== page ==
Longer queues, temperature checks, and mandatory face masks, the new air travel.

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Travelers itching to explore again will be thrilled with the news that flight schedules are gradually resuming. However, they could be discouraged by higher fares and arduous air travel processes.

As airlines are making every effort to try and get back on their feet following the global shutdown of travel, they will have to look for opportunities in order to raise extra revenue.

New hygiene measures will lengthen the airport process

As major airlines are resuming flights across the world, questions have arisen about how it will continue with social distancing and hygiene measures that are now in everyday life. In India, domestic flights are permitted, with a long list of instructions in tow.
Passengers must download a government tracing app, agree to thermal screening for temperature checks, in some cases provide health certificates and wear appropriate protective equipment such as face masks and gloves, to be able to travel within the country. Flights to larger cities such as Mumbai and Delhi could take longer to resume due to the risks present.

air travel
Additional measures are likely to lengthen the trip time

These measures will be difficult to implement at a uniformed standard across global airports. The number of flights per day could have to decrease due to terminal building capacitates shrinking with social distancing measures now in place, while new procedures within the terminal building will have to be installed, along with education for passengers on the ‘new normal’ when traveling.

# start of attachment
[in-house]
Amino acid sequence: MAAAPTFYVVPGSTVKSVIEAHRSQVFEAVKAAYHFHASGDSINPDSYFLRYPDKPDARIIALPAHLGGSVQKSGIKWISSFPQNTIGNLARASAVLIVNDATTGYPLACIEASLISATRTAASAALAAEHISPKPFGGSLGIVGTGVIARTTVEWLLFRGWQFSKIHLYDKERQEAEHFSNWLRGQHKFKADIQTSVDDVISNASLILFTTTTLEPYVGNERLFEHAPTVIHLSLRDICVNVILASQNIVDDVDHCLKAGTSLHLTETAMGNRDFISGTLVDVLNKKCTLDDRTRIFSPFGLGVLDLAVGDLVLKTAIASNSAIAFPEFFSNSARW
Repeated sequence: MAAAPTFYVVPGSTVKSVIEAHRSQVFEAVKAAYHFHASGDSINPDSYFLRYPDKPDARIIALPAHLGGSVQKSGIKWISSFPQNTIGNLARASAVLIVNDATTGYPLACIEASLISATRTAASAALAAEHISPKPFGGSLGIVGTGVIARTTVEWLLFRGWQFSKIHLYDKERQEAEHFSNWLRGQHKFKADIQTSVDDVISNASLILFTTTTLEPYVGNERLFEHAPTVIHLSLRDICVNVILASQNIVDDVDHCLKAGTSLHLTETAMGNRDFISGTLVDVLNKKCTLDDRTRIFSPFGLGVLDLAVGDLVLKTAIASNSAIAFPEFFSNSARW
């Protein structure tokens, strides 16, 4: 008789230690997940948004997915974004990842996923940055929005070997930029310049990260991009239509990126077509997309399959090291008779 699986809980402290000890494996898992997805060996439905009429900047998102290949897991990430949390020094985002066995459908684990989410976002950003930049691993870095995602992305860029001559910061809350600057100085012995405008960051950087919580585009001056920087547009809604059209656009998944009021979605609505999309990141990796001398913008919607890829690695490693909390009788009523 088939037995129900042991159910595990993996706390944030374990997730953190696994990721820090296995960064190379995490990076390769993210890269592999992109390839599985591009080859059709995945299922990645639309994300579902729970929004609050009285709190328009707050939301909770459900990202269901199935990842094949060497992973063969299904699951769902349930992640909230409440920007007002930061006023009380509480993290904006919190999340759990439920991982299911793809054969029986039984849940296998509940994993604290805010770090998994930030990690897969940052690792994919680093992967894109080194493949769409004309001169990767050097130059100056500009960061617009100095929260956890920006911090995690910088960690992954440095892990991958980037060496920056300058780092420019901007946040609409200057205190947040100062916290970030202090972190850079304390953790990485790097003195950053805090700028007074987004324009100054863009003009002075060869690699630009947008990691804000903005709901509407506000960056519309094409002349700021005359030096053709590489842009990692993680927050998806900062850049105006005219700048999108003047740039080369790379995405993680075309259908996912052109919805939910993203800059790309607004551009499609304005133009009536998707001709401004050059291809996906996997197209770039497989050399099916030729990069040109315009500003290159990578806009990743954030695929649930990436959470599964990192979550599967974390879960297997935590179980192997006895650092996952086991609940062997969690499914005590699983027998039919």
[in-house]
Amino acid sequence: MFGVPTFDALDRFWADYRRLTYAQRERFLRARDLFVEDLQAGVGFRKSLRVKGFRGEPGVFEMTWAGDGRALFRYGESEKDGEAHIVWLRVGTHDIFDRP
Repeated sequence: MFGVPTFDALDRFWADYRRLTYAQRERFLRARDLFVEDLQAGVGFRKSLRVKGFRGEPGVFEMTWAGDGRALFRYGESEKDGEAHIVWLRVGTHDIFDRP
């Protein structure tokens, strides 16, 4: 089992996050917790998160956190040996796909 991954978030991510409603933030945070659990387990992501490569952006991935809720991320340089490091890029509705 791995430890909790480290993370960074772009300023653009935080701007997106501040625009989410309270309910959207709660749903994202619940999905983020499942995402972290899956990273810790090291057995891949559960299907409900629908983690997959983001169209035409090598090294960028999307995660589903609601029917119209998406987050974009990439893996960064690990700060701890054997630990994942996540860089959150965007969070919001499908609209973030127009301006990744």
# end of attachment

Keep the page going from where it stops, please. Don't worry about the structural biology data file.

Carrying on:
New terminal measures may mean longer queues and wait times, so a relaxing air travel experience could be something of the past. The time at which passengers are required to arrive at an airport could be earlier, such as two to three hours before departure, disrupting travelers’ schedules and could cause travelers to miss flights if they have not adhered to the new airport rules.

Getting rid of the middle seat is not financially viable

In order to help with social distancing measures on an aircraft, European airline EasyJet announced that it would not be selling tickets for the middle seat upon its aircraft. Although this may be good news for passengers and social distancing rules, competing airline Ryanair commented that it will not be financially viable for its own airline.

Creativity needs to solve the middle seat issue

Not selling tickets for the middle seat will cut 33% of revenues, something which is not feasible for airlines who are currently struggling with immense cash burn and dramatic drops in revenue.
There is hope for passengers that the initial lack of demand, while restrictions are still in place, will allow for social distancing to be possible on an aircraft.

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